Mennonite Central Committee has been sending blankets and comforters to Darfur where they are greatly appreciated.  There is no Arabic word for “comforter,” so the people just called them “Mennonites.” Until he figured this out, the traveler was totally perplexed to hear these very appreciative people talking about how they always like to have a Mennonite on top of them to keep them warm at night, and how they hang the Mennonite on the wall in the morning because, in the morning Mennonites look so nice hanging from a hook!
*Apparently I’m of the Mennonite generation that does not know how to sew. At least I sure don’t know how to spell it.
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In the valley of weeping

Psalm 84 has been on my mind this week, especially this phrase:

As they go through the valley of Baca…

Baca is often translated as “the valley of weeping,” a place of adversity, dry, devoid of water and nourishment. Some point to an actual valley, Rephaim, that fits this description and that is close to Jerusalem.

Many of us have walked through our own valleys of weeping and adversity, whether literal or figurative. Mark Wiebe and Anne Brady Bloos certainly know this valley as they, together with their youngest son, Noah, reel from the sudden and shocking death of their 25 year old son, Quinn. You can read the obituary here:  Quinn David Brady

Last week I met with the Wiebe family in their home. The family asked me to help them center their pain and shock, hopefully in a spirit of love. As I sat with them in the valley of weeping, these are some of the words I shared. I still hope and pray that that they will find their way within this valley toward the springs of life, but now is a time for sitting with them in the valley. Now is the time for acknowledging the pain and sitting in the void.


July 21, 2017

Dear Quinn’s beloved family and friends,

I brought some symbols from Rainbow. The large candle graces the front of the sanctuary every Sunday at Rainbow. Some people call it the Light of Love, some call it the Centering Light, some call it the God Light. We relate to and name light and the divine in different ways, and that is beautiful.

The little candles in the sand stand like little figures to me. They make me think of all the people surrounding you right now from near and far, holding you in the Light of Love.

What many people at Rainbow don’t know is that sometimes the wick of the large candle gets buried from all the wax build up, and sometimes during the middle of the service, the light goes out. When this happens, my thoughts usually drift to the sad, but true reality that sometimes life has a way of snuffing out potential. Life is blown out by disease, injury, sometimes unknown causes. When this happens, we are left struggling to relight the potential, to relight our lives in the face of loss, and to surrender to mystery.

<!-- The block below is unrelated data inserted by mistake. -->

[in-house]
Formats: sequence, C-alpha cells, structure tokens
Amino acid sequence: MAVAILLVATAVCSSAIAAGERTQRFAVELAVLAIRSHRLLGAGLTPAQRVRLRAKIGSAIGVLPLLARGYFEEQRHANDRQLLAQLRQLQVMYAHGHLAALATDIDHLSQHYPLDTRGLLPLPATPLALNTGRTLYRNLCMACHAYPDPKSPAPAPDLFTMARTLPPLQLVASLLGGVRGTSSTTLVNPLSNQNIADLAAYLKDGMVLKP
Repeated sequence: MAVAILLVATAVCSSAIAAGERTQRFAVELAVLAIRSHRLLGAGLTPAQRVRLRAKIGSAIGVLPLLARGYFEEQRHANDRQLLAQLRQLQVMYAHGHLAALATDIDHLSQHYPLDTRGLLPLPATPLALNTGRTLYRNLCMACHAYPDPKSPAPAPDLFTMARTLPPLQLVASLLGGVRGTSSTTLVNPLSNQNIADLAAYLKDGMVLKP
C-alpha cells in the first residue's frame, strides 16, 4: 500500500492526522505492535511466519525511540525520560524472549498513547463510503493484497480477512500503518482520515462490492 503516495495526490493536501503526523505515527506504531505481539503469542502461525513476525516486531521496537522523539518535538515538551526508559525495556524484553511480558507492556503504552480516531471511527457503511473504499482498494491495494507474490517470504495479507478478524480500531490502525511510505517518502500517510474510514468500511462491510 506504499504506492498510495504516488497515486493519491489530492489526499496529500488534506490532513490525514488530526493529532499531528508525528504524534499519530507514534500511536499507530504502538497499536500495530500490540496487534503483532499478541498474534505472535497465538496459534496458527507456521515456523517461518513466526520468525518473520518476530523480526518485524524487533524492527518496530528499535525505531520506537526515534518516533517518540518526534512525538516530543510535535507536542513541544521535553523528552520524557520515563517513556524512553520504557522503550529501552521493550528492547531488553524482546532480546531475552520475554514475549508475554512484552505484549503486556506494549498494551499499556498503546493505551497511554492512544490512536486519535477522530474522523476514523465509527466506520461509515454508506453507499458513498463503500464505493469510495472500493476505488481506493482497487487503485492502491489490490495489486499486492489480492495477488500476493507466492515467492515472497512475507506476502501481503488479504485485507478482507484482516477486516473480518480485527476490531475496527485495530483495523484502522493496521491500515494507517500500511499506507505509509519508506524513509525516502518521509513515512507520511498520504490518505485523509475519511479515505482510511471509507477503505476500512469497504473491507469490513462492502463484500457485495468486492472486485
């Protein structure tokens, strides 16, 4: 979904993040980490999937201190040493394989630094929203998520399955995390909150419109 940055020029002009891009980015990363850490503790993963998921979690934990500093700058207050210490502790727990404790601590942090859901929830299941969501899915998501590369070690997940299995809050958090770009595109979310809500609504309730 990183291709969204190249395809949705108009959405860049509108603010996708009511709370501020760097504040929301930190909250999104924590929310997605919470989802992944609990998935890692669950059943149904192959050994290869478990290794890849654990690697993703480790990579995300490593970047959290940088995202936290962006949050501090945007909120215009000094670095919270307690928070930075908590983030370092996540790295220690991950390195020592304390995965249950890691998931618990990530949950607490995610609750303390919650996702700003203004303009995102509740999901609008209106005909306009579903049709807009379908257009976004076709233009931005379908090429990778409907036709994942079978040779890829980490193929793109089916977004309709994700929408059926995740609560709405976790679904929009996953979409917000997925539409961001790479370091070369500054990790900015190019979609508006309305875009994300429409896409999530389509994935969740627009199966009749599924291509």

To you who knew and loved Quinn the most, to you who Quinn knew and loved the most, your grief and pain is raw. This is not a time to say clichés or look for resolution or even answers. Rather, it is a time to hurt together. Tears are welcome and I would say they are holy, for they flow from love.

John O Donahue, the great poet writes this: “To acknowledge and cross a new threshold is always a challenge, especially when thresholds open suddenly in front of us, for which we had no preparation. This could be illness, suffering, or loss. Because we are so engaged with the world, we usually forget how fragile life can be and how vulnerable we always are. It takes only a couple of seconds for life to change irreversibly. Suddenly we stand on completely strange and shaky ground…..”

This is the shaky ground you stand on. And the challenge is to let grief be as it is–wild, raw, and untamed. And as best we can, be present to it and one another. For in honoring grief and sorrow, we honor the love that it stems from.

I was searching for poetry to share with you. Quinn, after all, loved poetry.


A poem by Quinn David Brady written in his early homeschool years.

So often poets, especially of the religious variety, want to move quickly toward the transforming power of grief and sorrow, toward a resolution. But today isn’t a day for seeking full resolution.

The one poem I did want to share with you is called A Grief Ago, by Michael Shepherd. I shared it with a friend and she wrote this in response: “I have to admit that I am kind of pissed at grief right now.  Yes, I have experienced its beauty, its transformational energy, its paralyzing heaviness and protection, but I so badly want to lock it up in a cupboard for a minute.  I want to gather up everyone else’s grief and plant it somewhere, again if only for a minute.  Bearing witness to so much pain, so much grief… There really is no hiding from it, no burial for it, no putting it up somewhere- this I know to be true, sigh.”


I think Michael Shepherd says something similar in this poem.

A grief ago

There is no grief
which time does not lessen
or soften’ –
so said Cicero, a man so often right;
a Stoic, those for whom
all life presents a lesson
to be learned from,
and then, to move on from..

But I wonder about all this:
is grief ever lessened or softened?
Is it not, perhaps, overlaid
in our so various ways?

For some, grief framed and falsified
to ease that grief;

For some, like hyacinths and crocus bulbs,
left in a dark cupboard in the autumn of our grief
to respond to time, and